America After Obama: Chicago leaders look at the legacy of first African American President

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CHICAGO--  After eight years in the White House, WGN is asking local leaders about one of Chicago’s Very Own.

President Barack Obama was the country’s first African American president, and some of the leaders we talked to tell us they had mixed emotions about his time as president.

Where did he succeed?

Where did he miss the mark?

Ministers and millennials, activists and educators all weighed in.

For community activist, Jahmal Cole, the President inspired him.

“I think that he inspired me to want to do better for my community,” said Cole who also founded the non-profit, My Block, My Hood, My City. His organization helps expose Chicago teens to new opportunities and experiences.

For others we talked to, their evaluation is a bit more complicated.

Pride and frustration co-exist.

“It was never the ask for you to be the president of black America, but we would expect for you to have some conversation about black folk,” says University of Illinois at Chicago Professor Dr. David Stovall.

This was President Obama’s biggest fault according to Stovall, a professor of Educational Policy and African American Studies.

“He said it himself, he didn’t want to be the president of black people. He wanted to be the president of the United States and a lot of times I think he held back from actually engaging in those very difficult and layered conversations,” says Stovall.

Chicago activist, Xavier Ramey says Obama’s time in office, brought painful issues surrounding race, to the forefront.  Ramey is also the Operations Director of the Let Us Breathe Collective.

“He was the victim of three times as many death threats as his predecessors. The constant caricatures. The depiction him with watermelon and shucking and jiving Sarah Palin calling him. Rush Limbaugh calling him Barack the Magic Negro. It showed the level of vitriol that exists for his skin in this country,” says Ramey.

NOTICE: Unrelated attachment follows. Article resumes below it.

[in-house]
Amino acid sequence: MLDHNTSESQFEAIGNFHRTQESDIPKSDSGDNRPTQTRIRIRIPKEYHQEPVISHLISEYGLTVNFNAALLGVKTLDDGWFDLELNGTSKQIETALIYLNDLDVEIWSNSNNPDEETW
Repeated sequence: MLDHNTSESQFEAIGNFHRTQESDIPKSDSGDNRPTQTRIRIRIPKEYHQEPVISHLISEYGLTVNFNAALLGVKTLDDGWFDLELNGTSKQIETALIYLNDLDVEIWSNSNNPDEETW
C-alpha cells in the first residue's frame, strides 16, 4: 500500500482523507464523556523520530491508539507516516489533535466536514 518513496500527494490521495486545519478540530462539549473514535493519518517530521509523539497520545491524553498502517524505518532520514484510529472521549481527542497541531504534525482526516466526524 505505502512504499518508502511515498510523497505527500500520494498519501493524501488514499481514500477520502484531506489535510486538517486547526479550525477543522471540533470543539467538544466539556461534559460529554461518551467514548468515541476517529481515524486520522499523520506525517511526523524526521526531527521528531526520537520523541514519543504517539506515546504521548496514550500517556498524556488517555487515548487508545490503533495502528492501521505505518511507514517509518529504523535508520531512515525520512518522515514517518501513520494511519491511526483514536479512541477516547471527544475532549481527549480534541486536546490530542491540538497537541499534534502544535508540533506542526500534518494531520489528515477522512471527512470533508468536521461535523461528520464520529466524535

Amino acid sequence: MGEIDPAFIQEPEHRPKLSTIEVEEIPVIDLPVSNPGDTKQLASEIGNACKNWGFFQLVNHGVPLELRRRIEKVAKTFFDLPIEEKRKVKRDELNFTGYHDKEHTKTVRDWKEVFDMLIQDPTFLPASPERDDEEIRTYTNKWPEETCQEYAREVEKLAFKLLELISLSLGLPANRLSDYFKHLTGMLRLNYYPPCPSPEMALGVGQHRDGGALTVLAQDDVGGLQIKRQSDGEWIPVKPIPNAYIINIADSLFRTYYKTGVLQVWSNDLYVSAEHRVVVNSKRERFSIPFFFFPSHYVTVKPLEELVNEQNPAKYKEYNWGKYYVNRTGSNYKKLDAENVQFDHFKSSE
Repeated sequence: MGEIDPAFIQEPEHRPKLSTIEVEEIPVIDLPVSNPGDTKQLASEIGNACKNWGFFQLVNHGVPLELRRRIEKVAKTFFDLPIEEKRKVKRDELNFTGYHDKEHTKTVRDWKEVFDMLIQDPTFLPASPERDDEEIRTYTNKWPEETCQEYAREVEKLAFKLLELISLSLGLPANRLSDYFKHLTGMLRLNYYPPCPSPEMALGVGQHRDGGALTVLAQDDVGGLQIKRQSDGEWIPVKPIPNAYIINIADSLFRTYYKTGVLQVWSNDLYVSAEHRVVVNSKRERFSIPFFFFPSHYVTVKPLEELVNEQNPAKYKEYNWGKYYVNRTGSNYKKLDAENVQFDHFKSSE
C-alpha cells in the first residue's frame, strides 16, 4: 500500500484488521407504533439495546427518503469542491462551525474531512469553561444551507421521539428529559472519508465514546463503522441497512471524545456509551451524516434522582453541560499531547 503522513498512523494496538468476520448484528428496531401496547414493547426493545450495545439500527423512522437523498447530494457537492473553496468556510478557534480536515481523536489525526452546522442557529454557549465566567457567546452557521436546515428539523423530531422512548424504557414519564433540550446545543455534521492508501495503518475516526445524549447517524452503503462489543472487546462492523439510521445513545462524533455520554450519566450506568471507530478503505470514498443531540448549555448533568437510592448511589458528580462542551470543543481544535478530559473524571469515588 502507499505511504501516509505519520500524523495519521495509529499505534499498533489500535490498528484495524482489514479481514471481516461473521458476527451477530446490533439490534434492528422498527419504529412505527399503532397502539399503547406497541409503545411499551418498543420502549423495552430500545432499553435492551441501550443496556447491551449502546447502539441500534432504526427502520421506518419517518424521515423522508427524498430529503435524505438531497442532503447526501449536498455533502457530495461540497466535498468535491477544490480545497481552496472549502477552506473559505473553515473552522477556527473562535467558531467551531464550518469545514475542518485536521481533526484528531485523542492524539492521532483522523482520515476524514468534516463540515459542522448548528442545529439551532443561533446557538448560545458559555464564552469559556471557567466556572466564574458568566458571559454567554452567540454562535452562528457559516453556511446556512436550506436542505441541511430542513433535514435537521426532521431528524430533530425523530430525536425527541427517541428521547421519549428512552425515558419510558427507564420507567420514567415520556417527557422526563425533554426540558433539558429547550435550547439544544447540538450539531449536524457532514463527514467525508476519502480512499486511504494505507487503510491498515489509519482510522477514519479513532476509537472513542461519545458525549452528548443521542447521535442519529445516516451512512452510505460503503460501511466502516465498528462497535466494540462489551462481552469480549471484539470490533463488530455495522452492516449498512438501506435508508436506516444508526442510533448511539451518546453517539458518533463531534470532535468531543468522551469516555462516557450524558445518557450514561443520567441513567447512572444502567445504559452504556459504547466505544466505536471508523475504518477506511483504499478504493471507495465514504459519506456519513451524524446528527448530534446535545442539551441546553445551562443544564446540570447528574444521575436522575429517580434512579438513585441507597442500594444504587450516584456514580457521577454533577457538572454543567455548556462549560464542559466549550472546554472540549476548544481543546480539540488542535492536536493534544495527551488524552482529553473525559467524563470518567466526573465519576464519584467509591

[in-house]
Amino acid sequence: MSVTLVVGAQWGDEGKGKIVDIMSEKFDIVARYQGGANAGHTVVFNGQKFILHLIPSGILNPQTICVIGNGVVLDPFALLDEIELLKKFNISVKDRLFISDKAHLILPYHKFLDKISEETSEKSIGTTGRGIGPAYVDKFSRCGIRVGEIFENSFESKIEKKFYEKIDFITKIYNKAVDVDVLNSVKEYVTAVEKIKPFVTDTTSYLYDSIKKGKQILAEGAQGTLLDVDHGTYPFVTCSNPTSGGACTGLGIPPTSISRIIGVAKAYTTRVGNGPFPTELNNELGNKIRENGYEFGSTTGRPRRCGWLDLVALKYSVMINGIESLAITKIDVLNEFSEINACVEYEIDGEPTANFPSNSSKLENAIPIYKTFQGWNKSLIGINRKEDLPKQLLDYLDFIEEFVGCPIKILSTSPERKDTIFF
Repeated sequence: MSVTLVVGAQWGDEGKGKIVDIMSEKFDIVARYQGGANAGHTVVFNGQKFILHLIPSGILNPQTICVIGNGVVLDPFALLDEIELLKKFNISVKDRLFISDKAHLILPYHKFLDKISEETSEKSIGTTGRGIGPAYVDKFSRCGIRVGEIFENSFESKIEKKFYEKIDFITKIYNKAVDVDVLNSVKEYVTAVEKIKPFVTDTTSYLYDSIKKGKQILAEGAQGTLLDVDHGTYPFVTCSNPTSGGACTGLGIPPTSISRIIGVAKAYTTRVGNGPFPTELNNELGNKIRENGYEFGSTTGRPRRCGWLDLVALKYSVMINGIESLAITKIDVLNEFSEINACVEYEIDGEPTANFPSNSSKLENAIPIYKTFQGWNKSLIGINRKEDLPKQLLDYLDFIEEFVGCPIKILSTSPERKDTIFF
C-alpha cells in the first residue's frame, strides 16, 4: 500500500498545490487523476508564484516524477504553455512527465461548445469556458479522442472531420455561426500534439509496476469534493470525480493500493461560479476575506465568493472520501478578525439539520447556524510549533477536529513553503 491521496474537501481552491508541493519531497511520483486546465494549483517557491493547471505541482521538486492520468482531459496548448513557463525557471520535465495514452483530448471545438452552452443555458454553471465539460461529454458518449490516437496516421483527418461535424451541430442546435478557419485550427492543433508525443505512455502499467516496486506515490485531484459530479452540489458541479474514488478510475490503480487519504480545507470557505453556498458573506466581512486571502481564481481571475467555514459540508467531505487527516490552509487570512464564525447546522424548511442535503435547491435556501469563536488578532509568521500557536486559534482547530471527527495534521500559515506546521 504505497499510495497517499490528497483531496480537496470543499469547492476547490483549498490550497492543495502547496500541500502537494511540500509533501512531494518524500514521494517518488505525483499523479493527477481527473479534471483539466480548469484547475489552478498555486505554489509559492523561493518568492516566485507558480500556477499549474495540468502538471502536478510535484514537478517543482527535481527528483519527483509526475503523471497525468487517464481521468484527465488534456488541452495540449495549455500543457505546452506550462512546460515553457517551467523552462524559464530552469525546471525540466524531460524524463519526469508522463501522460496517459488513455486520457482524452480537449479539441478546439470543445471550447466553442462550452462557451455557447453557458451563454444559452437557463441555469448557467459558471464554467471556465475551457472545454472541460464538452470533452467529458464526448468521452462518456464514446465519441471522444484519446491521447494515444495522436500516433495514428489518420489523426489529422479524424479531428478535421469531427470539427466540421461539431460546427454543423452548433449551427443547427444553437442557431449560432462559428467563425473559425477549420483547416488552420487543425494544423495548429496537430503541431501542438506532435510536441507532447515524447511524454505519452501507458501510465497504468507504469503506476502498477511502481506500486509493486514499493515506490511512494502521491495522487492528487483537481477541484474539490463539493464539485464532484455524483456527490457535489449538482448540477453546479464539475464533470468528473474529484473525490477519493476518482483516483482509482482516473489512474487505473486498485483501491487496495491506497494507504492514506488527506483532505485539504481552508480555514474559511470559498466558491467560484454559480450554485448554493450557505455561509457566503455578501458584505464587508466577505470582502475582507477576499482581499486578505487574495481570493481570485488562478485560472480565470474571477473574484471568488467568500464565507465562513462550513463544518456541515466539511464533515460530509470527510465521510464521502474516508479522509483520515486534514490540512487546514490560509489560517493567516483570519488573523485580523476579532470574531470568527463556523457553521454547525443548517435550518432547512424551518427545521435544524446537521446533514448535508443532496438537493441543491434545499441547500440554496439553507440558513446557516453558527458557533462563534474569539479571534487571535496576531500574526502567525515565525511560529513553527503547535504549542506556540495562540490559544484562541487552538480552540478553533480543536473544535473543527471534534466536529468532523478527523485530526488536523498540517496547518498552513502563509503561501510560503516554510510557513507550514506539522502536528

When asked how big of an issue race was to Obama’s presidency, Dr. Stovall said,  “Huge. It was spoken at some points, but what his presidency did do was it put the spotlight on our inability to have conversations about race.”

Rev. Otis Moss, III, Pastor Trinity United Church of Christ where President Obama was a member for nearly 20 years.

“I will not forget and I don’t know if I can forgive those who made the claim this president was not legitimate because he needed to show his birth certificate. That was the height of racism,” said Moss.

Those WGN talked to, say despite the obstacles the President faced, they’re still proud of his accomplishments, like passing the Affordable Care Act, clemency for hundreds of low level drug offenders, and marriage rights for members of the LGBTQ community.

“I’m very proud that he made it in there. For him I think it’s an unfortunate reality he was the first black president. Pioneers take the bullets. Settlers take the land. Pioneers take the bullets and he took a lot of bullets,” says Ramey.